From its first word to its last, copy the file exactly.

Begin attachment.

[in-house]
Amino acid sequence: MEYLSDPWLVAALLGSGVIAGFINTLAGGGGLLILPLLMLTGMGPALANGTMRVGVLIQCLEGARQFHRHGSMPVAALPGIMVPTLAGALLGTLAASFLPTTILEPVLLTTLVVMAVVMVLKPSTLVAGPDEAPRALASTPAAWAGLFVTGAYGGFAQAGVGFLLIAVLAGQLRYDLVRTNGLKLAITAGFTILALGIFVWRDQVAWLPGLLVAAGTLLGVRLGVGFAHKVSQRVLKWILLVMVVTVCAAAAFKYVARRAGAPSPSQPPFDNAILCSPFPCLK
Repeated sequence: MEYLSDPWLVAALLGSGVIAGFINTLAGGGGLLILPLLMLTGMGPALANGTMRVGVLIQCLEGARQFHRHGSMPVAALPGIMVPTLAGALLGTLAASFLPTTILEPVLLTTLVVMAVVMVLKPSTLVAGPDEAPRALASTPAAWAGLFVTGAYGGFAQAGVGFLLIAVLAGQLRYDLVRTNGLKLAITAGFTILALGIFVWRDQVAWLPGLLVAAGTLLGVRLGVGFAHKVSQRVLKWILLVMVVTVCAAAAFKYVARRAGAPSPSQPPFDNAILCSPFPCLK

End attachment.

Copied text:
[in-house]
Amino acid sequence: MEYLSDPWLVAALLGSGVIAGFINTLAGGGGLLILPLLMLTGMGPALANGTMRVGVLIQCLEGARQFHRHGSMPVAALPGIMVPTLAGALLGTLAASFLPTTILEPVLLTTLVVMAVVMVLKPSTLVAGPDEAPRALASTPAAWAGLFVTGAYGGFAQAGVGFLLIAVLAGQLRYDLVRTNGLKLAITAGFTILALGIFVWRDQVAWLPGLLVAAGTLLGVRLGVGFAHKVSQRVLKWILLVMVVTVCAAAAFKYVARRAGAPSPSQPPFDNAILCSPFPCLK
Repeated sequence: MEYLSDPWLVAALLGSGVIAGFINTLAGGGGLLILPLLMLTGMGPALANGTMRVGVLIQCLEGARQFHRHGSMPVAALPGIMVPTLAGALLGTLAASFLPTTILEPVLLTTLVVMAVVMVLKPSTLVAGPDEAPRALASTPAAWAGLFVTGAYGGFAQAGVGFLLIAVLAGQLRYDLVRTNGLKLAITAGFTILALGIFVWRDQVAWLPGLLVAAGTLLGVRLGVGFAHKVSQRVLKWILLVMVVTVCAAAAFKYVARRAGAPSPSQPPFDNAILCSPFPCLK